June 30, 2003
As reported in the April issue of JNM’s Newsline, the FDA is requesting marketing applications from the pharmaceutical industry for products containing Prussian blue (ferric hexacyanoferrate[II]). Prussian blue is the only substance determined by the FDA to be safe and effective for treating internal contamination with isotopes such as 137Cs and thallium which are considered likely components of a “dirty bomb.” Because the FDA has already completed the safety and efficacy review work, applicants need only to submit chemistry information for the Prussian blue product they make.
A special pre-publication release from the April 2000 edition of The Journal of Nuclear Medicine (2003:44(4):45N).
On January 31 the Food and Drug Administration (FDA) issued a statement asking manufacturers to submit marketing applications for Prussian blue (ferric hexacyanoferrate[II]), which has been shown to be safe and effective in treating individuals exposed to isotopes such as 137Cs. "Today's action is part of our continuing effort to foster the development and availability of countermeasures to terrorist attacks," said Tommy G. Thompson, secretary of health and human services. "We must and will do more to prepare and protect Americans against the threat of bioterrorism."
After a review of the literature, FDA staff members determined that 500-mg Prussian blue capsules would be safe and effective for the treatment of patients with known or suspected internal contamination with radioactive thallium, nonradioactive thallium, or radioactive cesium. Prussian blue binds with radioactive particles in the gut, slows absorption through the intestines, and more rapidly eliminates the isotopes from the body. No FDA-approved treatments for internal contamination with thallium or radioactive cesium are currently available.
"FDA is working to protect U.S. citizens who may be exposed to radioactive materials released from terrorist attacks using a dirty bomb," said Dr. Mark B. McClellan, FDA commissioner. "FDA's guidance to industry and approved labeling for Prussian blue products gives manufacturers critical information necessary for producing an FDA-approved product to counter terrorism."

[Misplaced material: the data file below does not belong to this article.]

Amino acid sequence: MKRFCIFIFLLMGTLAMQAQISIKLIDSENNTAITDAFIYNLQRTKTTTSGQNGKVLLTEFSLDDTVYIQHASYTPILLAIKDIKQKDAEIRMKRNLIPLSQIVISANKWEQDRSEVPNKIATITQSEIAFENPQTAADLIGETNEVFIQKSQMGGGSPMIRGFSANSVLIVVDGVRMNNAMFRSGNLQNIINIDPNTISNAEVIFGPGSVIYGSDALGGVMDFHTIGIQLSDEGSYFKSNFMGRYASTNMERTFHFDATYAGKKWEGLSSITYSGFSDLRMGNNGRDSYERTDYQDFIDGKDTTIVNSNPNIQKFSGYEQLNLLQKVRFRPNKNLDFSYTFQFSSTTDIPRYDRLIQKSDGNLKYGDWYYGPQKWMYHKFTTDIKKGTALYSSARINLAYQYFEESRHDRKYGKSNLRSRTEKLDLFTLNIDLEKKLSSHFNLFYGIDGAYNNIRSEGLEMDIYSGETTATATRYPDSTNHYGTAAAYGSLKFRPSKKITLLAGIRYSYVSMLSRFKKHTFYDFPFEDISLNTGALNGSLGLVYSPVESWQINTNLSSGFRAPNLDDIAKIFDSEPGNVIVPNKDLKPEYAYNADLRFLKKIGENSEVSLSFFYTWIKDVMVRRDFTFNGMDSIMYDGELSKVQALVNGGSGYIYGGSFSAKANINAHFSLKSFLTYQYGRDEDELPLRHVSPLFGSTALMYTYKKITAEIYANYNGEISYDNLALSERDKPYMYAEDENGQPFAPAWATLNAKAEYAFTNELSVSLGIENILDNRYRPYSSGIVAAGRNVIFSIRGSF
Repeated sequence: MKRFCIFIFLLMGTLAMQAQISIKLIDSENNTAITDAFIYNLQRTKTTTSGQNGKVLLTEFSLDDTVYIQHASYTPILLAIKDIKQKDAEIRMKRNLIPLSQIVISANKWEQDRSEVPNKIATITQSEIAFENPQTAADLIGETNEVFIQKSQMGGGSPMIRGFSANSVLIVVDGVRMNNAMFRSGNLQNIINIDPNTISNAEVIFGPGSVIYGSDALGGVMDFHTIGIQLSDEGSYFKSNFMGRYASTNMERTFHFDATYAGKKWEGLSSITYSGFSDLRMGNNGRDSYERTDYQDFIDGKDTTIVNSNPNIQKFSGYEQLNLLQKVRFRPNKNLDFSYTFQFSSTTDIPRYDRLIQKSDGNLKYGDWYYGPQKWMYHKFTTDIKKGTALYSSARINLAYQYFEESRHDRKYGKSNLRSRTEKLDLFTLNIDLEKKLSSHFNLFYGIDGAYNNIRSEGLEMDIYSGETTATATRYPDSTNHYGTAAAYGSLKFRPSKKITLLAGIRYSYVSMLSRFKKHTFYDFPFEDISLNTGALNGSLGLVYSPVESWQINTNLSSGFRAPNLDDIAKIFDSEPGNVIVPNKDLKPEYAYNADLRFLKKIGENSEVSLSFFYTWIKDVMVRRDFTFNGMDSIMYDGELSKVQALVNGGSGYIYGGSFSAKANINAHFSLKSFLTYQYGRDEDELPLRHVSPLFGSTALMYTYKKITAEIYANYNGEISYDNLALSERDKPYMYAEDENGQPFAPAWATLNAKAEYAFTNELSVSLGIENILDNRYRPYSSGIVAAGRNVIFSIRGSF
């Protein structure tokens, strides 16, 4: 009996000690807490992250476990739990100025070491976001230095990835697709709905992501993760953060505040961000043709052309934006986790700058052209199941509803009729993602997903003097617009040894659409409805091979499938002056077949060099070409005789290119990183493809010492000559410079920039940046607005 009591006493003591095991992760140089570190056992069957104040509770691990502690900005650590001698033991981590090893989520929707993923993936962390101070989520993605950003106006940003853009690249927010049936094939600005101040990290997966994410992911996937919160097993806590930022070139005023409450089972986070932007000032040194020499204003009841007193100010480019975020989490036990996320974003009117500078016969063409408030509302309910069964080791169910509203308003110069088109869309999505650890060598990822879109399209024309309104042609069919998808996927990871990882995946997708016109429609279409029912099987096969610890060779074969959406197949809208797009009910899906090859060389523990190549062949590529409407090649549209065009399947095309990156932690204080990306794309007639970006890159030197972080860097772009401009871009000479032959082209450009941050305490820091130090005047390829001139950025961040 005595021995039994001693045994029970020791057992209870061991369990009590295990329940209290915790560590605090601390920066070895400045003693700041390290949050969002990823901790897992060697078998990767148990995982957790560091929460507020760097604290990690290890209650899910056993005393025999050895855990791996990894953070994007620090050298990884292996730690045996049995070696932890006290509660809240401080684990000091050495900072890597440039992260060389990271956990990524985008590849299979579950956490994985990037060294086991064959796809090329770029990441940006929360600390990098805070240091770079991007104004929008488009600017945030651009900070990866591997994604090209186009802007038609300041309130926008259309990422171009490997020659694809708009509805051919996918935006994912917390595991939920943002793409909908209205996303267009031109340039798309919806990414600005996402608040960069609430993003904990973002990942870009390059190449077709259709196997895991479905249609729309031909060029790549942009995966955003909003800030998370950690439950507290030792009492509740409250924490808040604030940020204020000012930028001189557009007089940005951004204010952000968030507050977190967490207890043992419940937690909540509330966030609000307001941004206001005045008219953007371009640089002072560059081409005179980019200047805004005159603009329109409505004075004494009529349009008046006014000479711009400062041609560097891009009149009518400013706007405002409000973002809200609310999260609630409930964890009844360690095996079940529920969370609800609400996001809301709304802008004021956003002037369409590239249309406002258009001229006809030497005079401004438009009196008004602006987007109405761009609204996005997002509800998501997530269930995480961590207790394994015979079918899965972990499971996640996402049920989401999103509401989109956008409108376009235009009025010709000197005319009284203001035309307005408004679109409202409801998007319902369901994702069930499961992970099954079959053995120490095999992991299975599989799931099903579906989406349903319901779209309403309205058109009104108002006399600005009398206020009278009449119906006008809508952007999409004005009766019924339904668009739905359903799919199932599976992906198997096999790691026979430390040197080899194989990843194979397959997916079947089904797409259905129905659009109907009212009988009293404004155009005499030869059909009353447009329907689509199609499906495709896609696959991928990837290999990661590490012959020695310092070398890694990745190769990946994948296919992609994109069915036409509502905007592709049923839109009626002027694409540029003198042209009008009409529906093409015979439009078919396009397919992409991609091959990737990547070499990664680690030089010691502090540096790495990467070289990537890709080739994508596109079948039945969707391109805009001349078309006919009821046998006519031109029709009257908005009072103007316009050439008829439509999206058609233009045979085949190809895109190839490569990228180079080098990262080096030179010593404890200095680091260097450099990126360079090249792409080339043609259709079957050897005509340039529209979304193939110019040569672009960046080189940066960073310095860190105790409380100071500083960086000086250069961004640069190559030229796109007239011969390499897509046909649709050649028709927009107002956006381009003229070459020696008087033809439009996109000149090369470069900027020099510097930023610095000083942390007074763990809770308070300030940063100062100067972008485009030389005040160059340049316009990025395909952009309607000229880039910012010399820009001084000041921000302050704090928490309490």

In determining the safety and effectiveness of Prussian blue, the FDA evaluated reports of a 1987 incident in Brazil where 250 people were contaminated with 137Cs that had been abandoned after use in a cancer clinic. The reports showed that Prussian blue reduced total exposure. Additional data from the literature, including a study of seven human volunteers contaminated with trace doses of 137Cs and reports on 19 patients in other incidents show a similar reduction in the biological half-life of the cesium after Prussian blue administration.
The FDA is encouraging the submission of New Drug Applications (NDAs) for Prussian blue drug products. Because the FDA has already completed the safety and efficacy review work, applicants need only to submit chemistry information for the Prussian blue product they make. To facilitate the process, the agency has prepared draft labeling and has published a guidance document on how to submit these applications. This guidance is available on the FDA Prussian blue information page (linked below).